Have your tot help you to fold a coffee filter in half and then in half again. For the adult: Cut small triangles out of the folded edges. While you are cutting, let your tot place the small triangles into a cup. Show your tot how to “make it snow” by dumping the cup. Let her/him dump and fill as long as she/he likes. When you are done cutting, ask your child to help you carefully unfold the filter to see the snowflake that you have created.

Activity: Sandpaper Rubbings

Sandpaper has a great feel to it. Talk about how it feels. Cut the sheets into different shapes. Place the shapes under a piece of paper and rub a crayon over it. The sandpaper shape will appear. Use the side of a crayon when making a rubbing. This gives you the smoothest design.

Activity: Sandpaper Play

Have you ever noticed how yarn sticks to Velcro? It also sticks well to sandpaper! Make a design with the yarn provided. This is a great activity for the car or the shopping cart as well.

Activity: Critters Close Up

Using the magnifying glasses look at the animal pelts, bones, antlers, and insects. Explore the textures, colors, and patterns. Introduce words like smooth, bumpy, hard, soft, fuzzy, etc.

Activity: Texture Board

Find several materials of different textures. Cut small squares of each type of material. Glue the materials to a poster board or large piece of cardboard. Explore the different textures. Talk with your tot about each texture. Examples of materials include: fake fur (soft, furry), vinyl (smooth), sandpaper (rough) and wood (hard).

Activity: Peek-A-Boo Bag

Place an item inside a bag. Ask your tot to feel the item without looking. As you feel the item, describe to your tot how it feels.

For instance, does it feel smooth, bumpy, soft, or hard? Show your tot the item. Name it. Try a different item. Suggested items include a snakeskin, a piece of fake fur, an antler, a bone, a rabbit’s foot, or a nut that has been chewed on by a squirrel.

Activity: Peek-a-Boo Books

Create a simple peek-a-boo book by cutting out a small shape like a square in a piece of card stock. Place a picture of an animal under the card stock. Ask your tot to guess what is under the shape. For a sturdier book, laminate and place in a binder. If you place the animal picture in a plastic sleeve instead of laminating, it is easy to change the pictures for future use.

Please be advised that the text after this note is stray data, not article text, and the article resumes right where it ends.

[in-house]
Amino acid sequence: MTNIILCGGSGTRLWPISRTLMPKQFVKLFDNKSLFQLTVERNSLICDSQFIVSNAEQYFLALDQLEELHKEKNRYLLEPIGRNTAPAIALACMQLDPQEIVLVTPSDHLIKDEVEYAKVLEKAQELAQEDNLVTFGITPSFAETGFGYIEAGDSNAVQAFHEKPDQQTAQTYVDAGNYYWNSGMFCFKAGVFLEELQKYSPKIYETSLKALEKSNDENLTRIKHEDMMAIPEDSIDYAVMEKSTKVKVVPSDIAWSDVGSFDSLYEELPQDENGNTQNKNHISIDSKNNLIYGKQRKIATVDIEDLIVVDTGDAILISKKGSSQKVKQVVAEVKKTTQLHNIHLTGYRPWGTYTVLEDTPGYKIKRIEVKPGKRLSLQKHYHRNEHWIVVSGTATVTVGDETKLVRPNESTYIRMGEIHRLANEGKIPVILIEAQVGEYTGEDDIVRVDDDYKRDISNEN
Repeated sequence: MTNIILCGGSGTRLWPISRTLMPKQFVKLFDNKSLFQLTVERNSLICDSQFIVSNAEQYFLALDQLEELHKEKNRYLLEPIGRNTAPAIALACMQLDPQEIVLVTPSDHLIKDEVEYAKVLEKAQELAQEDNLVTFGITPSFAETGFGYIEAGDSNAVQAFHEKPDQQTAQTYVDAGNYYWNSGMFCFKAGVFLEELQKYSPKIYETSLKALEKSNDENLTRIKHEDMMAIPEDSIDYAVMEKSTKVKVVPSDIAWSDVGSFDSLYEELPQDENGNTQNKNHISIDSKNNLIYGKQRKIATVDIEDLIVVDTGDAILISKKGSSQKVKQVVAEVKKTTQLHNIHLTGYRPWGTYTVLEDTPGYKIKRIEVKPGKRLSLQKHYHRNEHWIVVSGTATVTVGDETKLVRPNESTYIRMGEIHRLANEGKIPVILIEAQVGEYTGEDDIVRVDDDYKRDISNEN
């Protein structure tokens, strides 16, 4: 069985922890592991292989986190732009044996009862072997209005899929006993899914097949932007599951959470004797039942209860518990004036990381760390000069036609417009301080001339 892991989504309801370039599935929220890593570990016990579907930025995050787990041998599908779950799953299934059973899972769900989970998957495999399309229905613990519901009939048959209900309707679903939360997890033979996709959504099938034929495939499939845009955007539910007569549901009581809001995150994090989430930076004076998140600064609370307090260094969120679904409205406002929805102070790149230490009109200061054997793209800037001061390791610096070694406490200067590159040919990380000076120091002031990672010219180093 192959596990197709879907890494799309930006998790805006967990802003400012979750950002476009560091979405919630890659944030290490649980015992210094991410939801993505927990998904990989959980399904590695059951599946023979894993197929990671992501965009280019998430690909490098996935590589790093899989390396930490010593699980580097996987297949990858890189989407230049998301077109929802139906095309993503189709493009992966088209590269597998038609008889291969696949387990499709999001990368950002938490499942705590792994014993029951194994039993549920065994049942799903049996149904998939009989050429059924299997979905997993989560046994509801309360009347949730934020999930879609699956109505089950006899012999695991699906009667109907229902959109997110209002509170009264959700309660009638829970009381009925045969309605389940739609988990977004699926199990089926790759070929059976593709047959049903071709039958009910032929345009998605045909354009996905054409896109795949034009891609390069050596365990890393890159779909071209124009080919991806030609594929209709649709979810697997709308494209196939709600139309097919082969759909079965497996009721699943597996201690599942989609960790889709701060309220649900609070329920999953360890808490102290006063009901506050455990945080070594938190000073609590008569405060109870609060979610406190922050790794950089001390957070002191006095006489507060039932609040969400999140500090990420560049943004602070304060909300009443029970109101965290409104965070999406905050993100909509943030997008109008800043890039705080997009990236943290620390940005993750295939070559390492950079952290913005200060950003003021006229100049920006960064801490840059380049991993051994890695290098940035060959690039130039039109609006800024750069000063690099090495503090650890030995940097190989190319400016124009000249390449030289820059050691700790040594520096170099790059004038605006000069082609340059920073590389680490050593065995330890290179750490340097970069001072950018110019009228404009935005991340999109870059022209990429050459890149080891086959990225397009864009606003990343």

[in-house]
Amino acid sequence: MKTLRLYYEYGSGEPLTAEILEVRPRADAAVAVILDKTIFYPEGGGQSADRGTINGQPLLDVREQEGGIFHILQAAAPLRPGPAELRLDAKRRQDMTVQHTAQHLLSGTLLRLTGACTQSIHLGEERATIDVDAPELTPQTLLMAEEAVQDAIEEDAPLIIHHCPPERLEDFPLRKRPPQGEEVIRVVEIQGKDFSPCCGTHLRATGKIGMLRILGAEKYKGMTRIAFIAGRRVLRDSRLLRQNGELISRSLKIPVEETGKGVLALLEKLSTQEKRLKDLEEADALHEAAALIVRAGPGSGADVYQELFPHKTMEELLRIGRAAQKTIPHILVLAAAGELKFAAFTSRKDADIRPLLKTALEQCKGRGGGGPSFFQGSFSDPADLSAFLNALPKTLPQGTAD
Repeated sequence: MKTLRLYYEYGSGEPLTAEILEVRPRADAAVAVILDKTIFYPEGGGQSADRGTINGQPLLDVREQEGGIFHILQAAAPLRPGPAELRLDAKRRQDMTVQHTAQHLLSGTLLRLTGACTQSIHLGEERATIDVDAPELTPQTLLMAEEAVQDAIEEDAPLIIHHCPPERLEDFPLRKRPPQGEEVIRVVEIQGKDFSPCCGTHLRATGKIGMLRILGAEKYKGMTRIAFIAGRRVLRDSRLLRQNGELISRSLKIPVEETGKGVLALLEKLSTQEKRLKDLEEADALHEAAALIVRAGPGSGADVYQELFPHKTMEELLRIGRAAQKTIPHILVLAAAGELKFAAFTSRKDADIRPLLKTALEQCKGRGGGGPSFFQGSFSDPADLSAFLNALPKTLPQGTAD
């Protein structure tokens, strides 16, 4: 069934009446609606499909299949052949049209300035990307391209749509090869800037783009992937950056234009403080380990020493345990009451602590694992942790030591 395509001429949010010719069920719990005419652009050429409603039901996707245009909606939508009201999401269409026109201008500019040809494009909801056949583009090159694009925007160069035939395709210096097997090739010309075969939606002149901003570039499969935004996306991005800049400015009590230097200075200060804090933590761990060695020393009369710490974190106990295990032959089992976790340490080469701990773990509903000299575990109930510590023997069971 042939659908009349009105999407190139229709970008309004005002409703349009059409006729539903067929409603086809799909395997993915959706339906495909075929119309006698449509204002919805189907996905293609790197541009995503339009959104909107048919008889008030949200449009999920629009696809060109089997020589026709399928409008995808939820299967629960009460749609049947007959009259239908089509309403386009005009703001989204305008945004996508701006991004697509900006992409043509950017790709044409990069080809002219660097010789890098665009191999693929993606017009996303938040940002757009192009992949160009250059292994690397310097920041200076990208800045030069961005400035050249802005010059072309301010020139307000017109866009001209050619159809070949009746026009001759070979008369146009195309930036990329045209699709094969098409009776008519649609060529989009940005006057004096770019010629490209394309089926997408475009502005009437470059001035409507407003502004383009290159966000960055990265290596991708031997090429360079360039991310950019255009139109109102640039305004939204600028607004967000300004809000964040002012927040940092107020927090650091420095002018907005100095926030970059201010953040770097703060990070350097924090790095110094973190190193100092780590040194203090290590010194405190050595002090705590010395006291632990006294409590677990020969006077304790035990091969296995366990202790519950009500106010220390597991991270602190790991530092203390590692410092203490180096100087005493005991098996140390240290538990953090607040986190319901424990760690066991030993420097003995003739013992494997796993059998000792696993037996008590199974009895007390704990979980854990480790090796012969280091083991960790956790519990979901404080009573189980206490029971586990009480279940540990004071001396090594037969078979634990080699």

Activity: Simple Puzzles

Glue a picture of an animal onto a piece of cardboard. Cereal box cardboard works well. Cut the picture into 2 pieces. Once your tot has mastered putting the “puzzle” together, cut one of the puzzle pieces again This puzzle can grow with your child and if a piece gets lost or chewed on…it’s easy to replace the puzzle with a new one!

Activity: Play dough Fun

Using cookie cutters, cut shapes out of play dough. Create scenes with the shapes. For example, a triangle on top of a square can be a house, a circle on top of a rectangle is a tree, a triangle on top of a rectangle is an evergreen tree. Can you make a mouse or an owl from the shapes? Make a winter scene by a using cookie cutter that is a snowman or snowflake.

Activity: Indoor Arctic Playbox

Fill a large container with cold salt. Use cups, containers, and spoons, to fill and dump just like you would in a sandbox. Can you feel around and find the hidden items?

Activity: Mail time

At home, for a simple sorting activity, cut several different shapes out of paper. Gather several shoe boxes. Assign each box a shape by gluing a shape to the side of a shoe box. Ask your tot to sort the shapes into the correct box. Our Toddling on the Wild Side activity is a bit more elaborate. Ask your tot to be a letter carrier. The postcards provided have the address on it as to where it belongs. For instance, Clara Moon lives at 1 Crescent Drive. The crescent moon shape is on the postcard and needs to be matched to the mailbox. When you find the correct mailbox, slide the postcard through the slot.

Activity: Snow box